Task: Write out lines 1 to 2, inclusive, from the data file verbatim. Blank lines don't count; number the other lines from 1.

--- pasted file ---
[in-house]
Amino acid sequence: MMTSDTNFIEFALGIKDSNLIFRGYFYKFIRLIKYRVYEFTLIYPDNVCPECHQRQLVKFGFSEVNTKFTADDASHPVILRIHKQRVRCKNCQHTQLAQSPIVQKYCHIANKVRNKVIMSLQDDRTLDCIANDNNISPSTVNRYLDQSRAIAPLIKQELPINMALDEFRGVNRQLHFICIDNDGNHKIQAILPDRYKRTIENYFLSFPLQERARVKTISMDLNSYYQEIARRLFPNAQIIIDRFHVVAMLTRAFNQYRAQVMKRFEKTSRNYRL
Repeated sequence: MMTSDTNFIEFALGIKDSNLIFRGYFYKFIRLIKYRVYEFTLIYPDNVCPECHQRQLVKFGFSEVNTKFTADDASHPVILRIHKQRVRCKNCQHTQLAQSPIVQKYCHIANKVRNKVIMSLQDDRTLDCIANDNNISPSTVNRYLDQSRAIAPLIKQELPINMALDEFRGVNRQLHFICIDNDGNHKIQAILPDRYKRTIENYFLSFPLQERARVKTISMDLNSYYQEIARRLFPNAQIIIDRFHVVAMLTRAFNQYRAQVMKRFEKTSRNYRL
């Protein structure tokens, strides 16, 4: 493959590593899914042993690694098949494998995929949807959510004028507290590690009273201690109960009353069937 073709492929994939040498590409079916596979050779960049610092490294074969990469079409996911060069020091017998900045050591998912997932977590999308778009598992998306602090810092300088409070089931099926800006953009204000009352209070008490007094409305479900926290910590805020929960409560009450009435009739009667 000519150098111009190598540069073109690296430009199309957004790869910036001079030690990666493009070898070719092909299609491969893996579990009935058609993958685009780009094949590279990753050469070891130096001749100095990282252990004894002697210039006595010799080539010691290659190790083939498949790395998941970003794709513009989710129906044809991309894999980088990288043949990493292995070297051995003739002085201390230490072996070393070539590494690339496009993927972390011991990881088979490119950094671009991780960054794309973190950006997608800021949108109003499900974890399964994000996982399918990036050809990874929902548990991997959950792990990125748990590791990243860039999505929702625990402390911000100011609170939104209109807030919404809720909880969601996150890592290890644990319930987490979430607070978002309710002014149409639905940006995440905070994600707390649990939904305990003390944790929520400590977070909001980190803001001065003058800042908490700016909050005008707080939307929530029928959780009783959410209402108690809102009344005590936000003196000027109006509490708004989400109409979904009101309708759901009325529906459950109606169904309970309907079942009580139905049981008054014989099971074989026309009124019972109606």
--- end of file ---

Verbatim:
[in-house]
Amino acid sequence: MMTSDTNFIEFALGIKDSNLIFRGYFYKFIRLIKYRVYEFTLIYPDNVCPECHQRQLVKFGFSEVNTKFTADDASHPVILRIHKQRVRCKNCQHTQLAQSPIVQKYCHIANKVRNKVIMSLQDDRTLDCIANDNNISPSTVNRYLDQSRAIAPLIKQELPINMALDEFRGVNRQLHFICIDNDGNHKIQAILPDRYKRTIENYFLSFPLQERARVKTISMDLNSYYQEIARRLFPNAQIIIDRFHVVAMLTRAFNQYRAQVMKRFEKTSRNYRL